Bloomberg’s past support of Pete King backfires

Mother Jones writes:

Former New York City Mayor Michael Bloomberg officially entered the 2020 Democratic race Sunday with a potent asset: The vast trove of email addresses amassed by Moms Demand Action, the nonpartisan gun control advocacy organization hosted under the umbrella of Everytown for Gun Safety, which Bloomberg co-founded and largely finances. The leaders of Moms Demand Action state chapters and local groups received the news from Aimee Tavares, a senior national organizing director for the group, who sent an email roughly three and a half hours after news broke that Bloomberg would formally announce his candidacy. “Given his unique role in launching Everytown, his leadership in advancing the cause of gun safety, and the significant investments he’s made in helping to grow our movement, Mayor Bloomberg’s campaign is temporarily renting access to our list of supporters so they can communicate his plans for achieving our shared goal of a nation free from gun violence,” Tavares wrote …”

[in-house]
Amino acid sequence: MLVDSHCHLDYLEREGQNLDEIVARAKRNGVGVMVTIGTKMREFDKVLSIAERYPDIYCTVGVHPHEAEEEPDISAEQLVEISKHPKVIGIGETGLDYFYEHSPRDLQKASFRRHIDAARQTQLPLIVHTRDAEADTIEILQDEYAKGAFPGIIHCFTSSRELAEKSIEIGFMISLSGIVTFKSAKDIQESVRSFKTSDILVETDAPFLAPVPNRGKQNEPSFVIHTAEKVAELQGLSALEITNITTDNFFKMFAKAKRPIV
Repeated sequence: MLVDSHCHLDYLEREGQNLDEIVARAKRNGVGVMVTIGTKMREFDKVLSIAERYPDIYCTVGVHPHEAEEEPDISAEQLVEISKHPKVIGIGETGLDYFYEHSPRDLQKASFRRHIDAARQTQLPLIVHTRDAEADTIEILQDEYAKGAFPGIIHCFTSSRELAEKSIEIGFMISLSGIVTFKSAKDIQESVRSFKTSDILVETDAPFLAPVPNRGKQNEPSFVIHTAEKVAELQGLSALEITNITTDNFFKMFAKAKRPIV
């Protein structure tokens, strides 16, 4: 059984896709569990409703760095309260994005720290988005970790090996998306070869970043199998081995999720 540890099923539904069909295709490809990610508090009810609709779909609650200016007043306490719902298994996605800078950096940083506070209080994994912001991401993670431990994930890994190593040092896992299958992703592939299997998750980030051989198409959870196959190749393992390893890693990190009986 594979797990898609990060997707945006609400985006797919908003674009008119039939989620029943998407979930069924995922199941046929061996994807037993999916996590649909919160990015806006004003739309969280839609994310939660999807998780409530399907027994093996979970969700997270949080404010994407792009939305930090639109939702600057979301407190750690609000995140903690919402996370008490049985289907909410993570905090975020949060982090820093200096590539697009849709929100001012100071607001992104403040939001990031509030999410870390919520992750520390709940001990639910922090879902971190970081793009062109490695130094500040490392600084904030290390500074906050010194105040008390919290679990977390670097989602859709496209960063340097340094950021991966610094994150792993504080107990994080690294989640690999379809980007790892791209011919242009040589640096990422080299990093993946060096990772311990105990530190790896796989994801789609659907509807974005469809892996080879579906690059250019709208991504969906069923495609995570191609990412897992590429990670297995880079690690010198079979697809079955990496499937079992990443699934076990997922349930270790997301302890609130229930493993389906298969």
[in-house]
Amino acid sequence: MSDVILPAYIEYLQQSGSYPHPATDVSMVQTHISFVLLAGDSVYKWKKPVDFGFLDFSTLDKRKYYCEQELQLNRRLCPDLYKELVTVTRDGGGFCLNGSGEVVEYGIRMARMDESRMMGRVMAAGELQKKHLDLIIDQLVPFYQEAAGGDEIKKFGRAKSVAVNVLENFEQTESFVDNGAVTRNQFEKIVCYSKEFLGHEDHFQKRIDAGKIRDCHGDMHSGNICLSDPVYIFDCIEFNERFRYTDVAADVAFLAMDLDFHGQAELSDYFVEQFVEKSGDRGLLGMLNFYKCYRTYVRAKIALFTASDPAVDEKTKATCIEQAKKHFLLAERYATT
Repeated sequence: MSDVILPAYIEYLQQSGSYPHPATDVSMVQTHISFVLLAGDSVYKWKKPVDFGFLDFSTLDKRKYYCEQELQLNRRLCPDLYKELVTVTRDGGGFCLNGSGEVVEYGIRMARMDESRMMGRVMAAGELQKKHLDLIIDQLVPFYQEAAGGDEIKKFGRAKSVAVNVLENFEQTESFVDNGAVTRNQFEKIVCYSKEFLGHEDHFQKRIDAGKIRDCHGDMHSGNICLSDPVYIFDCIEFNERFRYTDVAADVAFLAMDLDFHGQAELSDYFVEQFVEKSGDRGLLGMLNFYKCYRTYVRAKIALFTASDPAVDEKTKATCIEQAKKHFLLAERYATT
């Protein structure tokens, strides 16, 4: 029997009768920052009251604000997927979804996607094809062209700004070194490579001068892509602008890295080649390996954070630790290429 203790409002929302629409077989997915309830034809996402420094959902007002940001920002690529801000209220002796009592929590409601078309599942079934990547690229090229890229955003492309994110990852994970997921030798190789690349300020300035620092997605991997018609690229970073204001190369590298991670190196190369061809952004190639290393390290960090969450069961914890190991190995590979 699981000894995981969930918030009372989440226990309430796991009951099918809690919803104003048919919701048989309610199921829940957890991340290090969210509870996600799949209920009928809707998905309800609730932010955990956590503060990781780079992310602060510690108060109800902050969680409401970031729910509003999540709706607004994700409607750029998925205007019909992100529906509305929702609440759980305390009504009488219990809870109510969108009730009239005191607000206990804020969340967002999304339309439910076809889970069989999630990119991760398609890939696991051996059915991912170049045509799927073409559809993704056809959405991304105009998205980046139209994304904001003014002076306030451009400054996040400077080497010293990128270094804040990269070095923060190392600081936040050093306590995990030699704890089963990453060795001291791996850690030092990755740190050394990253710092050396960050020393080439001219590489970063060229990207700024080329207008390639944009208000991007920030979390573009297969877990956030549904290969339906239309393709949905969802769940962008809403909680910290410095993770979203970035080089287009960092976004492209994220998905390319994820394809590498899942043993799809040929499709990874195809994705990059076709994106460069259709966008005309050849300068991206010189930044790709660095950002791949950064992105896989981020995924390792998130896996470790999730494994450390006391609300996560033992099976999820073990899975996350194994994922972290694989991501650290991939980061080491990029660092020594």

So, how has Duh Maya’s gun control advocacy gone over with the Democrat base?

Not very well:

“Michael Bloomberg’s past efforts to support gun control by endorsing Republicans are already backfiring on his presidential bid in Pennsylvania, highlighting how the party-switching former New York City mayor and multibillionaire media mogul could struggle to win over his new party’s partisans … The resistance to Bloomberg in Pennsylvania exemplifies the broader struggle the Democrat-turned-Republican-turned-Independent-turned-Democrat might face as he campaigns for his new party’s nomination. Bloomberg has a long history of backing and funding candidates in both parties, including supporting politicians whom the Democratic base views as out-and-out villains … In the 2018 election cycle, he backed Rep. Peter King, a Long Island Republican infamous in Democratic circles for his anti-Muslim views and record. King has supported some gun control measures, including his introduction of a 2011 bill … that would have barred people from bringing a gun within 1,000 feet of a government official. But King’s decades long career in Congress includes its fair share of votes against tougher gun rules, such as a 1999 effort to close a loophole exempting gun shows from background checks …”

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